About 6.6 million young adults under age 26 joined their parents’ insurance plans in 2011 because of the U.S. health-care law, the largest one-year increase in medical coverage for the age group, a survey found.
The part of the law that lets young people stay on parental plans until age 26 helped boost coverage during tough economic times, said Sara Collins, vice president for affordable health insurance at the Commonwealth Fund, a New York-based nonprofit that conducted the survey and supports expanded health coverage.
The benefit for adult children is one of the most popular parts of the 2010 health-care law as young adults face a U.S. labor market that is making it more difficult to find work and garner health coverage. Unemployment among 16- to 24-year-olds was 16.1 percent in May, almost double the 8.2 percent rate for the nation as a whole, according to government data.
“The economy is absolutely a factor in both the large number of adults who are without health insurance and likely the number coming onto their parents’ policies,” Collins said in a telephone interview. The health law “came at a really good time for young adults, in terms of the poor job market.”
Young adult coverage was one of the first provisions of the law enacted. About 71 percent of Americans polled by the Kaiser Family Foundation in April said they viewed that provision favorably. The health law in its entirety is less popular, with an approval rate of 37 percent, and an unfavorable view by 44 percent of those surveyed in May, according to a monthly tracking poll by Kaiser.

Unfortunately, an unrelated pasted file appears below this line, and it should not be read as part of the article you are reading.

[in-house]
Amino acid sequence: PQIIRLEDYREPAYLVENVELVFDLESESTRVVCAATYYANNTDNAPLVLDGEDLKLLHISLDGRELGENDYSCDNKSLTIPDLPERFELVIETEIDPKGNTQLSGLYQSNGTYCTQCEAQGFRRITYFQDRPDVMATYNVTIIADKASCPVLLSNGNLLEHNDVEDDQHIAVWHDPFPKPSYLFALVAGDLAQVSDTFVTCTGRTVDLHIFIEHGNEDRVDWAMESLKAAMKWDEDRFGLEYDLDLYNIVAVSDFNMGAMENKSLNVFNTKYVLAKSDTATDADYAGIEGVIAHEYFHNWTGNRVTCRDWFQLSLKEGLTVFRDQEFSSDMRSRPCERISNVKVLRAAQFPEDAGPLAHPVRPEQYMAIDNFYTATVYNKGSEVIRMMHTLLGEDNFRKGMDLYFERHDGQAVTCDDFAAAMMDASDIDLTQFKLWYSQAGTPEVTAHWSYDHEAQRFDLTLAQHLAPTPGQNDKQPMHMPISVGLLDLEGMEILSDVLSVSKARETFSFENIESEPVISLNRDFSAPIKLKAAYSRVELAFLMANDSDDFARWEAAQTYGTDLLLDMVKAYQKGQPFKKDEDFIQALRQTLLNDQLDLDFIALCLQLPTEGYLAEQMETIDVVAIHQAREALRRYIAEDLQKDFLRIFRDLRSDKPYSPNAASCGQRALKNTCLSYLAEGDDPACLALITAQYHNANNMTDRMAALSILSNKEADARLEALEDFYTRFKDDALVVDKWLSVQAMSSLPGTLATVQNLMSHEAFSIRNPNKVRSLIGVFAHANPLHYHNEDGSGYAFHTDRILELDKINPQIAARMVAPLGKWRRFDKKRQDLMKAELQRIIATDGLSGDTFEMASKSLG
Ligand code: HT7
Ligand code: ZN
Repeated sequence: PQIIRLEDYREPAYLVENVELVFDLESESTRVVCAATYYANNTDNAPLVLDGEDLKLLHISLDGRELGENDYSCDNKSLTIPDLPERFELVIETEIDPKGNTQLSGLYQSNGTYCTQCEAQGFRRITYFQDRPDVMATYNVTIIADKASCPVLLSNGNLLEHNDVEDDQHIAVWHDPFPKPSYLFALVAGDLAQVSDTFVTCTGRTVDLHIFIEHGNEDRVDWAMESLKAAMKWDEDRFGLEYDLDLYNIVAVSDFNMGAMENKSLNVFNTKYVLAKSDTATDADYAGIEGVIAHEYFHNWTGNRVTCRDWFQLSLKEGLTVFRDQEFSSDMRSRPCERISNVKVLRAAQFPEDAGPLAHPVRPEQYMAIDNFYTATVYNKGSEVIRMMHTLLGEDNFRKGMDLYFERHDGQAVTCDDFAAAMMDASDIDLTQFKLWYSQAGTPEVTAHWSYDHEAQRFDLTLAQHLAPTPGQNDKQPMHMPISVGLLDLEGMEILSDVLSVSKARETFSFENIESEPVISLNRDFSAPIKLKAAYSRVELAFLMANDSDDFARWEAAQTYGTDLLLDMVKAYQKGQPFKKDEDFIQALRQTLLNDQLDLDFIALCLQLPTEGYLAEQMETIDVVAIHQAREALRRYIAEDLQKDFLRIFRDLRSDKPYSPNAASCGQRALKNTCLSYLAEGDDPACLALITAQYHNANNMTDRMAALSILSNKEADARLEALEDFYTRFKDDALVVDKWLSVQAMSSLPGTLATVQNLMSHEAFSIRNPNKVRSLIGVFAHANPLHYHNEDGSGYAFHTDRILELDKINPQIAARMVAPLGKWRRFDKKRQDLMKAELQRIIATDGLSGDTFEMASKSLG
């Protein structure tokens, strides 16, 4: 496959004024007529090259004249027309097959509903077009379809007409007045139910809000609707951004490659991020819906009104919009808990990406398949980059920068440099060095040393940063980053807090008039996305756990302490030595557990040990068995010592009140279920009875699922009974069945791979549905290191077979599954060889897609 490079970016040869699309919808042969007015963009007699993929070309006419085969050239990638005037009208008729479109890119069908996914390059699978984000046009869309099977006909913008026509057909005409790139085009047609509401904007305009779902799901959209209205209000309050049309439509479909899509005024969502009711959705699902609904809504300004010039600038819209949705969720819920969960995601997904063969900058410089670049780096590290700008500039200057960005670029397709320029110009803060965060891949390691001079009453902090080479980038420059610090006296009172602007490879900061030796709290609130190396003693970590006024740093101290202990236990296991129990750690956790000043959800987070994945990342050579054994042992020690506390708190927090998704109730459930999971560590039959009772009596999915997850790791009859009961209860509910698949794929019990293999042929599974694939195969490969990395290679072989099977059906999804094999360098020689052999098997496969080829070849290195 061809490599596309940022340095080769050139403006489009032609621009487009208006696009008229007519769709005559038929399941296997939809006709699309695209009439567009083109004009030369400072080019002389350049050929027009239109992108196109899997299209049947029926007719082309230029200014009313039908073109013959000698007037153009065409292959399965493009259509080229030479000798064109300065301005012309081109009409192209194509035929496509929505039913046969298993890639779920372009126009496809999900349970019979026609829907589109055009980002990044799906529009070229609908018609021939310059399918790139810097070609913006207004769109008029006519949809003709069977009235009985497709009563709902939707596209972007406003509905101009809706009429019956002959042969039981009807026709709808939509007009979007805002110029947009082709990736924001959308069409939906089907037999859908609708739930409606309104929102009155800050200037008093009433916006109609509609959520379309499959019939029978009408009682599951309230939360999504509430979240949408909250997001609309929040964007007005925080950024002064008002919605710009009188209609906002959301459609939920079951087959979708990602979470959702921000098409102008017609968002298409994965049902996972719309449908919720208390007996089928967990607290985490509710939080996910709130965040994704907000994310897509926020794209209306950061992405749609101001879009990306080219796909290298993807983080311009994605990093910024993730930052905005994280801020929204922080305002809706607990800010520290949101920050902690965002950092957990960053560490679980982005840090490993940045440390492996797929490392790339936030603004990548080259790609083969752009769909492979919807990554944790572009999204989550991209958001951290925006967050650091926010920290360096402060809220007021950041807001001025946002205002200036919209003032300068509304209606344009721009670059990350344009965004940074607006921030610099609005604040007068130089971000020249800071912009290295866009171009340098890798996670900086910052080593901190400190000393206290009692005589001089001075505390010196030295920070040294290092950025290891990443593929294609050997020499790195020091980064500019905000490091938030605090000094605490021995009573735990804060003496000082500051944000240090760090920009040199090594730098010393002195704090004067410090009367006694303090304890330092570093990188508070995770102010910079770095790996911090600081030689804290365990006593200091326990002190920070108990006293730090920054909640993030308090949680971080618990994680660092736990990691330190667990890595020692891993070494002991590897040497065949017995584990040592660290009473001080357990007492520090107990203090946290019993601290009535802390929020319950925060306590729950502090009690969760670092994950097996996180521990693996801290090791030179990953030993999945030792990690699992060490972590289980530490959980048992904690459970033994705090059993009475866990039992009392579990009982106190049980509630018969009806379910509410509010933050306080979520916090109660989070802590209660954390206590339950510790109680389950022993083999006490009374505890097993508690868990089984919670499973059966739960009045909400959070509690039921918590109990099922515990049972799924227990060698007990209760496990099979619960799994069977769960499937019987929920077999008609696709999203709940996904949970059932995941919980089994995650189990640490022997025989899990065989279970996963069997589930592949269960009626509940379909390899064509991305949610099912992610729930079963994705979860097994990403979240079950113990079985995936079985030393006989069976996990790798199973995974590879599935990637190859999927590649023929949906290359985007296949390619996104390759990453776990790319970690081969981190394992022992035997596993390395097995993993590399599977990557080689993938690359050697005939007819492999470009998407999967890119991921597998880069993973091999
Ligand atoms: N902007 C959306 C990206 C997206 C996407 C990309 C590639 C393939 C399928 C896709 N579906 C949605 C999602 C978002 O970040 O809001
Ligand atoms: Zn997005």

President Barack Obama’s almost $1 trillion, 10-year plan to overhaul the health system passed Congress in 2010 without any Republican votes. Parts of the law expanding insurance coverage were then challenged as unconstitutional by 26 states. The Supreme Court is slated to rule on those objections this month, a decision that may lead to a dismantling of the law.
The head of a caucus of 21 Republican lawmakers with medical backgrounds said this week that no matter the outcome, he will try to preserve the coverage for young adults and for people with pre-existing medical conditions. Representative Phil Gingrey, an obstetrician-gynecologist from Georgia who co-chairs the group, said the young-adult provision is “a good policy.”
The government calculates that about 2.5 million people under age 26 who had been uninsured gained coverage in 2011 because of the health law. Commonwealth’s figure includes people who switched from other insurance to their parents’ plans.
In May, Health and Human Services Secretary Kathleen Sebelius and Education Secretary Arne Duncan wrote college presidents and student groups asking them to remind graduates that they can join their parents’ plans.
The government estimates the requirement increased health insurance premiums by less than 1 percent. Senator Jim DeMint, a South Carolina Republican who opposes the health law, said today in a commentary on the Joint Economic Committee’s website that the increase is probably as much as 3 percent. He said the provision wouldn’t be needed if the economy were healthier.
“Fewer Americans would need to remain on their parents’ health insurance if they had stable, full-time work,” he wrote.
The U.S. labor market stumbled in May as employers added the fewest workers in a year and the unemployment rate rose.
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